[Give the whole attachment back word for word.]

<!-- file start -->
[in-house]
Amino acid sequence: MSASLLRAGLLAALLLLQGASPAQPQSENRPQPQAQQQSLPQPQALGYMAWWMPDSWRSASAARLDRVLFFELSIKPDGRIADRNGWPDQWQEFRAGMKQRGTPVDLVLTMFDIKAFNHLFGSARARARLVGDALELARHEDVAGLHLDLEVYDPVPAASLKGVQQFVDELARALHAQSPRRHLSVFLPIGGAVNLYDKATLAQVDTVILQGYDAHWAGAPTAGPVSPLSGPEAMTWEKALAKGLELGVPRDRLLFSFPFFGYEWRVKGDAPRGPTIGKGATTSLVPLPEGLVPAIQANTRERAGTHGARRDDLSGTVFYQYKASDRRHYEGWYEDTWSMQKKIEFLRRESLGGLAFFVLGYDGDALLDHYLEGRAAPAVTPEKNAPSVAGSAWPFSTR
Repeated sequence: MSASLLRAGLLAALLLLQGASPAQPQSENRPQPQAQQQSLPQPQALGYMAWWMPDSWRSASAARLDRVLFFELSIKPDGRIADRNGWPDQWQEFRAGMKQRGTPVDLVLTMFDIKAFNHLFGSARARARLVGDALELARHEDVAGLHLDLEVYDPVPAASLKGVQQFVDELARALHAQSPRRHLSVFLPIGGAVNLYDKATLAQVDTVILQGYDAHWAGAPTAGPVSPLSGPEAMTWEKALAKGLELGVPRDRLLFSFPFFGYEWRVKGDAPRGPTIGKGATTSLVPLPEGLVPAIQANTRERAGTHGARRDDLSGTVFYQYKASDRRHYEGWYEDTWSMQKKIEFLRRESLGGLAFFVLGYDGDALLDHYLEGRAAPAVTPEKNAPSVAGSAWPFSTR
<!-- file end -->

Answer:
[in-house]
Amino acid sequence: MSASLLRAGLLAALLLLQGASPAQPQSENRPQPQAQQQSLPQPQALGYMAWWMPDSWRSASAARLDRVLFFELSIKPDGRIADRNGWPDQWQEFRAGMKQRGTPVDLVLTMFDIKAFNHLFGSARARARLVGDALELARHEDVAGLHLDLEVYDPVPAASLKGVQQFVDELARALHAQSPRRHLSVFLPIGGAVNLYDKATLAQVDTVILQGYDAHWAGAPTAGPVSPLSGPEAMTWEKALAKGLELGVPRDRLLFSFPFFGYEWRVKGDAPRGPTIGKGATTSLVPLPEGLVPAIQANTRERAGTHGARRDDLSGTVFYQYKASDRRHYEGWYEDTWSMQKKIEFLRRESLGGLAFFVLGYDGDALLDHYLEGRAAPAVTPEKNAPSVAGSAWPFSTR
Repeated sequence: MSASLLRAGLLAALLLLQGASPAQPQSENRPQPQAQQQSLPQPQALGYMAWWMPDSWRSASAARLDRVLFFELSIKPDGRIADRNGWPDQWQEFRAGMKQRGTPVDLVLTMFDIKAFNHLFGSARARARLVGDALELARHEDVAGLHLDLEVYDPVPAASLKGVQQFVDELARALHAQSPRRHLSVFLPIGGAVNLYDKATLAQVDTVILQGYDAHWAGAPTAGPVSPLSGPEAMTWEKALAKGLELGVPRDRLLFSFPFFGYEWRVKGDAPRGPTIGKGATTSLVPLPEGLVPAIQANTRERAGTHGARRDDLSGTVFYQYKASDRRHYEGWYEDTWSMQKKIEFLRRESLGGLAFFVLGYDGDALLDHYLEGRAAPAVTPEKNAPSVAGSAWPFSTR